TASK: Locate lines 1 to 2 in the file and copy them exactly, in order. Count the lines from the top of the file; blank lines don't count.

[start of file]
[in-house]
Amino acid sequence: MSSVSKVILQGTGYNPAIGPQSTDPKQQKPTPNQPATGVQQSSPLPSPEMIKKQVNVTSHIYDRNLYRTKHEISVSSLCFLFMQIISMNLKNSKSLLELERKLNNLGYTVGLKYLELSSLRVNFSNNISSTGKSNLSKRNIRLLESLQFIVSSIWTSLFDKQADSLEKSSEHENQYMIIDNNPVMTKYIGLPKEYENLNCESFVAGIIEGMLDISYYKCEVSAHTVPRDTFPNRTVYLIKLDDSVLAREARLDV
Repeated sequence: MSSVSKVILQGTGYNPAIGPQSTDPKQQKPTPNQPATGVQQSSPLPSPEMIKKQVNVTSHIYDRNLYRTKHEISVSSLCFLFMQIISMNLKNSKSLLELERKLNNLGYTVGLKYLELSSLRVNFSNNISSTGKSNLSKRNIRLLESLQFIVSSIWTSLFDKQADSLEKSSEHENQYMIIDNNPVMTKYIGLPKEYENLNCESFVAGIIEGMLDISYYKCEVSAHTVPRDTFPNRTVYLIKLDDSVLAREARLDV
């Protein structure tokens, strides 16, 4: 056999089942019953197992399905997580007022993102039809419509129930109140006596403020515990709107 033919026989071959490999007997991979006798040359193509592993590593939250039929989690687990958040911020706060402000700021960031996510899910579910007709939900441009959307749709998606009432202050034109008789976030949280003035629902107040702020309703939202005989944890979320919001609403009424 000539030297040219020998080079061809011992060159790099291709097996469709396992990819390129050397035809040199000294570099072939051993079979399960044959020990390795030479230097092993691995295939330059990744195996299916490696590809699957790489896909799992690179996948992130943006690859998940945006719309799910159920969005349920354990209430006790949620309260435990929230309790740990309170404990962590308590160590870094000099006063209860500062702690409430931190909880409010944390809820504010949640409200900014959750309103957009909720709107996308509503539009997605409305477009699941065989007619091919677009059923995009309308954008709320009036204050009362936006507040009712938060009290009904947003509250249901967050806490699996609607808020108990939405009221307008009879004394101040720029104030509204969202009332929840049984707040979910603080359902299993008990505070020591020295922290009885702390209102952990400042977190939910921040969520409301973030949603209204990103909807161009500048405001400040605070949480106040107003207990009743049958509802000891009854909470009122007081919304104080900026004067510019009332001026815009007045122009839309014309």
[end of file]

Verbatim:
[in-house]
Amino acid sequence: MSSVSKVILQGTGYNPAIGPQSTDPKQQKPTPNQPATGVQQSSPLPSPEMIKKQVNVTSHIYDRNLYRTKHEISVSSLCFLFMQIISMNLKNSKSLLELERKLNNLGYTVGLKYLELSSLRVNFSNNISSTGKSNLSKRNIRLLESLQFIVSSIWTSLFDKQADSLEKSSEHENQYMIIDNNPVMTKYIGLPKEYENLNCESFVAGIIEGMLDISYYKCEVSAHTVPRDTFPNRTVYLIKLDDSVLAREARLDV